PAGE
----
Closely supervising young offenders, instead of incarcerating them, did not increase the youth crime rate or the risk to public safety. Similar programs have since been adopted in 110 jurisdictions in 27 states and the District of Columbia. According to a new study from the foundation, the results have been astonishing: Many jurisdictions have managed to cut the number of children in detention by half or more; in many, the youth crime rate has declined. . . .
Communities that have been most faithful to the new model have registered the most impressive results, with some districts locking up only about a quarter of the number of youngsters as before. These efforts show that it is possible to treat children humanely without compromising public safety and deserve to be replicated nationwide.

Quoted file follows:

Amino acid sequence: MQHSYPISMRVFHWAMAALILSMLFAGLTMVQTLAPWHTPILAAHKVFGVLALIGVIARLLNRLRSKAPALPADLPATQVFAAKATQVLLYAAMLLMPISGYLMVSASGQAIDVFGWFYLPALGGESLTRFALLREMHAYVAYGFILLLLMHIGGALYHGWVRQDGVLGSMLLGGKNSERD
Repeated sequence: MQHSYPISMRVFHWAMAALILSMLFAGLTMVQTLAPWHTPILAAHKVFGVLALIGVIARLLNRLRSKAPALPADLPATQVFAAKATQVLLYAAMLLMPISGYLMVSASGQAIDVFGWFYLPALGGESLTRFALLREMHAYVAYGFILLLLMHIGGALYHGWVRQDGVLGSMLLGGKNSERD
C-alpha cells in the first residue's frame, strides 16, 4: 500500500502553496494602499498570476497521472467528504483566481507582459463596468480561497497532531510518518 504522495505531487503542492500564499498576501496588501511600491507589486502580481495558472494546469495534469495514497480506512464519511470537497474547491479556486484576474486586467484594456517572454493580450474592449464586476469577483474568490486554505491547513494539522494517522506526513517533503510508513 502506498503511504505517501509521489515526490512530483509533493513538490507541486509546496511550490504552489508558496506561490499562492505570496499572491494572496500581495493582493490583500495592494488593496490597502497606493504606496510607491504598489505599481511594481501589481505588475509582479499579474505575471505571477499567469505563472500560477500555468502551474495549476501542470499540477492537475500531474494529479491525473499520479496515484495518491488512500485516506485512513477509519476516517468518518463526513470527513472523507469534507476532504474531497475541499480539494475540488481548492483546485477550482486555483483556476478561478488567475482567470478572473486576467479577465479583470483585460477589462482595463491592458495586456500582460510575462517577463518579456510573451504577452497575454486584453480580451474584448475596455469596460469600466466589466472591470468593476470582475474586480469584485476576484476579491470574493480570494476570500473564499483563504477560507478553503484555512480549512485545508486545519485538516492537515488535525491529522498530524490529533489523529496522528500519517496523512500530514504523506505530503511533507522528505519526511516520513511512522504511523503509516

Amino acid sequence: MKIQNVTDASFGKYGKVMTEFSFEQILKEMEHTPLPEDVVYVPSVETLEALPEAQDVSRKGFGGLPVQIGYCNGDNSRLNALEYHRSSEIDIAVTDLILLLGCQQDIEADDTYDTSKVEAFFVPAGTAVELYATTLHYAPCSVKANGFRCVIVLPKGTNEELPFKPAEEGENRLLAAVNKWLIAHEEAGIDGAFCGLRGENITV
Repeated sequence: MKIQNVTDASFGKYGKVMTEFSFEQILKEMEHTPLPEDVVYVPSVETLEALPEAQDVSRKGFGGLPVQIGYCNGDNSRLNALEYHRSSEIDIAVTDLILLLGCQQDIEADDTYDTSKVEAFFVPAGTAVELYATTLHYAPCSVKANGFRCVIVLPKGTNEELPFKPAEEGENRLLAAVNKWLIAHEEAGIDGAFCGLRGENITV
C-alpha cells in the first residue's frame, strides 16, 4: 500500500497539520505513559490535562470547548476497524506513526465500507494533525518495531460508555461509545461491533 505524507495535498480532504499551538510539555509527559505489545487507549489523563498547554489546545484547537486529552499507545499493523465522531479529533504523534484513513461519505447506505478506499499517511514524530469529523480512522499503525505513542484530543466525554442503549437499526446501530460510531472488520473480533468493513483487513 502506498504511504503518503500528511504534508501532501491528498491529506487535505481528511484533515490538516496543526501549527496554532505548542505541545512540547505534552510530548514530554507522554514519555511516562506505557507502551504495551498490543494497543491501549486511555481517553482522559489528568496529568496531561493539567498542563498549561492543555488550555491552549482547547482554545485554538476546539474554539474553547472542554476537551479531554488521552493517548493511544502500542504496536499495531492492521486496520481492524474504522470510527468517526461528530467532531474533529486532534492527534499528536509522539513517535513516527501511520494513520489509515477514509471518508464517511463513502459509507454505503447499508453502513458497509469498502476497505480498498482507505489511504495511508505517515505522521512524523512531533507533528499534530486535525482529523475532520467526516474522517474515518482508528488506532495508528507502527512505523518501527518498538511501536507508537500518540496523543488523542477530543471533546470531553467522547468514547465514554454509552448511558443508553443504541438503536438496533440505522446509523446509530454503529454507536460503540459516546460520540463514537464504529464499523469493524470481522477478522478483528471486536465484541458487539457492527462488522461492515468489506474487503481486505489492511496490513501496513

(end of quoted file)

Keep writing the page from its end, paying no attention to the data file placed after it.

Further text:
I don't know this work well, but this is a critically important issue.
The most important predictor of whether a child will become a "delinquent" is whether this child has been sent to detention.
This work is sponsored by the Annie E. Casey Foundation, and more information is here (use the headings in the left-hand column to navigate this information). See discussion of results here.
Again, focusing on education and pedagogy as a solution to "educational" problems is, I believe, a recipe for defeat.